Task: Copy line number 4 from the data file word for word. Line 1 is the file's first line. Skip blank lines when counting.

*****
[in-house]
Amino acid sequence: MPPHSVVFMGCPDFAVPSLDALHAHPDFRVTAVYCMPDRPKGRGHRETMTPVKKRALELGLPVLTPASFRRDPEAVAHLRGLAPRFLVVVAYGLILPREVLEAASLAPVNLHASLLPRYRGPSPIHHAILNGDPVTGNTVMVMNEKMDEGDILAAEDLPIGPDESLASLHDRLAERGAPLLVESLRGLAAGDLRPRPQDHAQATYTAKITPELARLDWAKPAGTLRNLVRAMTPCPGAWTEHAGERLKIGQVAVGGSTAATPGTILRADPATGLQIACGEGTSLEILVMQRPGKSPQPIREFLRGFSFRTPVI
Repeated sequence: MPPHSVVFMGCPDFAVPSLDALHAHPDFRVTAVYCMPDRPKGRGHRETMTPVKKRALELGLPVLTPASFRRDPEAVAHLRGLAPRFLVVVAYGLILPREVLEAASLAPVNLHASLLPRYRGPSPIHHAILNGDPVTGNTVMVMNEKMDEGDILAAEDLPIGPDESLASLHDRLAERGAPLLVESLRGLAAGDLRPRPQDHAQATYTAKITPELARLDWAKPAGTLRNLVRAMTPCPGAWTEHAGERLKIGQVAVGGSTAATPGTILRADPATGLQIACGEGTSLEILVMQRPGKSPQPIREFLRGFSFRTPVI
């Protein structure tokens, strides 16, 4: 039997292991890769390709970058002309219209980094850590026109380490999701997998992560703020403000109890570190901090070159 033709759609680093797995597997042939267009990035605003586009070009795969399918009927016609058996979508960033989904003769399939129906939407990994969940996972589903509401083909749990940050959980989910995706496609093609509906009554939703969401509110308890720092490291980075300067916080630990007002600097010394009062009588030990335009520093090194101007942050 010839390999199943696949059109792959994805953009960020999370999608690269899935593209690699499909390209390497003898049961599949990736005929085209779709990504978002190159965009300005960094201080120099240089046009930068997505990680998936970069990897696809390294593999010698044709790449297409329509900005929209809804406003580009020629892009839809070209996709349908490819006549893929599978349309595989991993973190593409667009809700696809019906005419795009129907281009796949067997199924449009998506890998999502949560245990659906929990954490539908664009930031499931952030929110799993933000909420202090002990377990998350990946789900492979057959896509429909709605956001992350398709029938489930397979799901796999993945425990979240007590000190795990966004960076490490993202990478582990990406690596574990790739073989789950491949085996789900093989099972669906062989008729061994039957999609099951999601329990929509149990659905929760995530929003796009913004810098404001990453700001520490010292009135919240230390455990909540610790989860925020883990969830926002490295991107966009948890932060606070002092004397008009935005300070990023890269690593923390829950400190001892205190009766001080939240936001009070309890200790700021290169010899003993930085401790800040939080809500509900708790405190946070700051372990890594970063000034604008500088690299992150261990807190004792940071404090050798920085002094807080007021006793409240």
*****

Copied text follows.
């Protein structure tokens, strides 16, 4: 039997292991890769390709970058002309219209980094850590026109380490999701997998992560703020403000109890570190901090070159 033709759609680093797995597997042939267009990035605003586009070009795969399918009927016609058996979508960033989904003769399939129906939407990994969940996972589903509401083909749990940050959980989910995706496609093609509906009554939703969401509110308890720092490291980075300067916080630990007002600097010394009062009588030990335009520093090194101007942050 010839390999199943696949059109792959994805953009960020999370999608690269899935593209690699499909390209390497003898049961599949990736005929085209779709990504978002190159965009300005960094201080120099240089046009930068997505990680998936970069990897696809390294593999010698044709790449297409329509900005929209809804406003580009020629892009839809070209996709349908490819006549893929599978349309595989991993973190593409667009809700696809019906005419795009129907281009796949067997199924449009998506890998999502949560245990659906929990954490539908664009930031499931952030929110799993933000909420202090002990377990998350990946789900492979057959896509429909709605956001992350398709029938489930397979799901796999993945425990979240007590000190795990966004960076490490993202990478582990990406690596574990790739073989789950491949085996789900093989099972669906062989008729061994039957999609099951999601329990929509149990659905929760995530929003796009913004810098404001990453700001520490010292009135919240230390455990909540610790989860925020883990969830926002490295991107966009948890932060606070002092004397008009935005300070990023890269690593923390829950400190001892205190009766001080939240936001009070309890200790700021290169010899003993930085401790800040939080809500509900708790405190946070700051372990890594970063000034604008500088690299992150261990807190004792940071404090050798920085002094807080007021006793409240």